When brain regions that control speech and reading comprehension are destroyed due to blockage of blood flow, patients are often unable to speak or comprehend spoken or written language. These difficulties with language, or "aphasia," are a common symptom in the aftermath of stroke. However, in a new study published in Restorative Neurology and Neuroscience, researchers report that damage to the underlying connections among different areas of the brain can also affect the severity of aphasia. [More]
New method could help scientists better predict disease-causing mutations in people's genes

New method could help scientists better predict disease-causing mutations in people's genes

Two researchers at the University of Tennessee, Knoxville, have developed a method that could help clinicians and scientists better predict which mutations in people's genes could cause a disease and which would remain dormant. [More]
Current evidence insufficient to assess benefits and harms of screening for ASD

Current evidence insufficient to assess benefits and harms of screening for ASD

The U.S. Preventive Services Task Force has concluded that the current evidence is insufficient to assess the balance of benefits and harms of screening for autism spectrum disorder (ASD) in children 18 to 30 months of age for whom no concerns of ASD have been raised by their parents or a clinician. [More]
Synthetic RNA and DNA could reverse protein deficiency that causes Friedreich's ataxia

Synthetic RNA and DNA could reverse protein deficiency that causes Friedreich's ataxia

Researchers at UT Southwestern Medical Center have identified synthetic RNA and DNA that reverses the protein deficiency causing Friedreich's ataxia, a neurological disease for which there is currently no cure. [More]
Survey: Some patients with multiple sclerosis not engaging with specialist services

Survey: Some patients with multiple sclerosis not engaging with specialist services

A new survey has highlighted that the lack of engagement with specialist services of some patients with multiple sclerosis (MS) is a concern for MS-specialists. [More]
Mayo Clinic researchers uncover clues to apraxia of speech

Mayo Clinic researchers uncover clues to apraxia of speech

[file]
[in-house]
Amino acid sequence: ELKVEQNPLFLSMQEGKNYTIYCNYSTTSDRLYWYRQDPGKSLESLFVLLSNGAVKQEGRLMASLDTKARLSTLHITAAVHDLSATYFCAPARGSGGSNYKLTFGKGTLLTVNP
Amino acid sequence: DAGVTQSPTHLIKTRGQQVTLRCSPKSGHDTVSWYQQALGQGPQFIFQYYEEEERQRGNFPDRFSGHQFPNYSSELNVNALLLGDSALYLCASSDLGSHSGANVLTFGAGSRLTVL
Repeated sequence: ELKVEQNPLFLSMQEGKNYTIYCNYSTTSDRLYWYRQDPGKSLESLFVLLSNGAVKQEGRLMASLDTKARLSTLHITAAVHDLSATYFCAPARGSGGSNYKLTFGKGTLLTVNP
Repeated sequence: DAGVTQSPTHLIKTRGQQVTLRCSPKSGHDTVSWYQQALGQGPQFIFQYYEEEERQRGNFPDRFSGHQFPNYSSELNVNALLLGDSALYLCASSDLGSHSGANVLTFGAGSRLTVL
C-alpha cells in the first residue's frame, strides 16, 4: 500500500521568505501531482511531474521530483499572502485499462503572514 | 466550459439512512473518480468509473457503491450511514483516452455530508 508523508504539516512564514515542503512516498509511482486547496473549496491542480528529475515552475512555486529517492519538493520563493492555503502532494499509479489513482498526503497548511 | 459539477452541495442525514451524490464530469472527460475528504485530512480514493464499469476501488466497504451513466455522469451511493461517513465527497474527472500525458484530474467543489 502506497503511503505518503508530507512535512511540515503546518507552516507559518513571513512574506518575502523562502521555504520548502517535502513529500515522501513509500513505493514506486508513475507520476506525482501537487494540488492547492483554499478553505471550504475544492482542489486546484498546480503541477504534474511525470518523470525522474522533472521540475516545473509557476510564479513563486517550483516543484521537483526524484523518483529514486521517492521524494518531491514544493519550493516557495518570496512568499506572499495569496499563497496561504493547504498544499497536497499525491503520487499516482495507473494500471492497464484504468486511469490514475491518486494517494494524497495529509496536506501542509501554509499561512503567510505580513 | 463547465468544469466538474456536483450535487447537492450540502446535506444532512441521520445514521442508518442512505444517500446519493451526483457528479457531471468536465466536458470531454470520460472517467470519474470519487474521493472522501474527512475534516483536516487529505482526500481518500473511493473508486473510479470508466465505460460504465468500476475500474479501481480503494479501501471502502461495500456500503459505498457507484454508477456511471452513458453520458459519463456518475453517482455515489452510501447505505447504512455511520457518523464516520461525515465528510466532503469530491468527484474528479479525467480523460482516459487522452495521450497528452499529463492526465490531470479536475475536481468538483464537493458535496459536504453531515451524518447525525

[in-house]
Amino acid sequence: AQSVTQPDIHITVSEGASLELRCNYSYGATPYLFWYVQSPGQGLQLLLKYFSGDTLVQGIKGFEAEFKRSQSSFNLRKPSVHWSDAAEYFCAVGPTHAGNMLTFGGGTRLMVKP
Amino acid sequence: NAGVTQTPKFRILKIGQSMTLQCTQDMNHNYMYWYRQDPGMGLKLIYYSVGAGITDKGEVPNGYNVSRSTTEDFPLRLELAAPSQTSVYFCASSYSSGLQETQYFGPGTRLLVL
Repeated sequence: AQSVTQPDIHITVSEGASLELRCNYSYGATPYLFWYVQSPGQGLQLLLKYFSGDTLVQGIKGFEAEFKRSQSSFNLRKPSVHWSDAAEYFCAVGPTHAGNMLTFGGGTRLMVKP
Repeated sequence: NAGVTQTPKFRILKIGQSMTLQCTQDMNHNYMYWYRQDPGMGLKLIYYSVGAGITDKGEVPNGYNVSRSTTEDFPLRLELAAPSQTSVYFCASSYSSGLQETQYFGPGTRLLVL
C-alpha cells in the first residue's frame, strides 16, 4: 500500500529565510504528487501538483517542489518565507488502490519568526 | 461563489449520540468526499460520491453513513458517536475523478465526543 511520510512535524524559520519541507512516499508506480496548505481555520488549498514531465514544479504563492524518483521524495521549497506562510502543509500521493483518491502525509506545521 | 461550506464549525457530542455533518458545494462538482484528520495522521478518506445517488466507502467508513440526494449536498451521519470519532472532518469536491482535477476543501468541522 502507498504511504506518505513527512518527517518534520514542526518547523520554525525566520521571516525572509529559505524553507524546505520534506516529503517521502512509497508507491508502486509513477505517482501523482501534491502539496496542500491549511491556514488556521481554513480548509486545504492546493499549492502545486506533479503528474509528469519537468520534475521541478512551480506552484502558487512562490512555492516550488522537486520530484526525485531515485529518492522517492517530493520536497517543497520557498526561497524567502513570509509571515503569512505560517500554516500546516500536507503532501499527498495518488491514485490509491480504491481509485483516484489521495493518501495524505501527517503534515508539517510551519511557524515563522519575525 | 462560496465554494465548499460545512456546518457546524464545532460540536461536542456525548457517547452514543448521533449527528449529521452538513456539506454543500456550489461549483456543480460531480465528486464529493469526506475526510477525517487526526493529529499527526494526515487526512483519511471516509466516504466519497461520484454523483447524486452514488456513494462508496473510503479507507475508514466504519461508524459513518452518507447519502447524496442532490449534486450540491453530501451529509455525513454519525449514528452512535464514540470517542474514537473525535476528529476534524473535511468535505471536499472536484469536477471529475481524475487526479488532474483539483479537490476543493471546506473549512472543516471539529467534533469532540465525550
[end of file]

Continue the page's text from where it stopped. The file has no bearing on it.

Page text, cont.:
It may start with a simple word you can't pronounce. Your tongue and lips stumble, and gibberish comes out. Misspeaking might draw a chuckle from family and friends. But, then, it keeps happening. Progressively, more and more speech is lost. Some patients eventually become mute from primary progressive apraxia of speech, a disorder related to degenerative neurologic disease. [More]
Bilingualism alters the brain networks

Bilingualism alters the brain networks

Bilinguals use and learn language in ways that change their minds and brains, which has consequences -- many positive, according to Judith F. Kroll, a Penn State cognitive scientist. [More]
New collaborative project to evaluate existing hearing loss treatment

New collaborative project to evaluate existing hearing loss treatment

A new collaborative project between universities, hearing aid manufacturers and other experts will evaluate existing hearing loss treatment. The goal is to improve quality - to the delight of both hearing aid users and society. [More]
CMU joins $12 million research project to reverse-engineer the brain's secret algorithms

CMU joins $12 million research project to reverse-engineer the brain's secret algorithms

Carnegie Mellon University is embarking on a five-year, $12 million research effort to reverse-engineer the brain, seeking to unlock the secrets of neural circuitry and the brain's learning methods. Researchers will use these insights to make computers think more like humans. [More]
Coordinated specialty care more cost-effective for young people with first episode psychosis

Coordinated specialty care more cost-effective for young people with first episode psychosis

New analysis from a mental health care study shows that "coordinated specialty care" (CSC) for young people with first episode psychosis is more cost-effective than typical community care. Cost-effectiveness analysis in health care is a way to compare the costs and benefits of two or more treatment options. [More]
Researchers link symptoms of schizophrenia with the brain's anatomical characteristics

Researchers link symptoms of schizophrenia with the brain's anatomical characteristics

An international team, made up of researchers from the University of Granada, Washington University in St. Louis, and the University of South Florida, has linked the symptoms of schizophrenia with the anatomical characteristics of the brain, by employing magnetic resonance imaging (MRI). [More]
Advertisement
Advertisement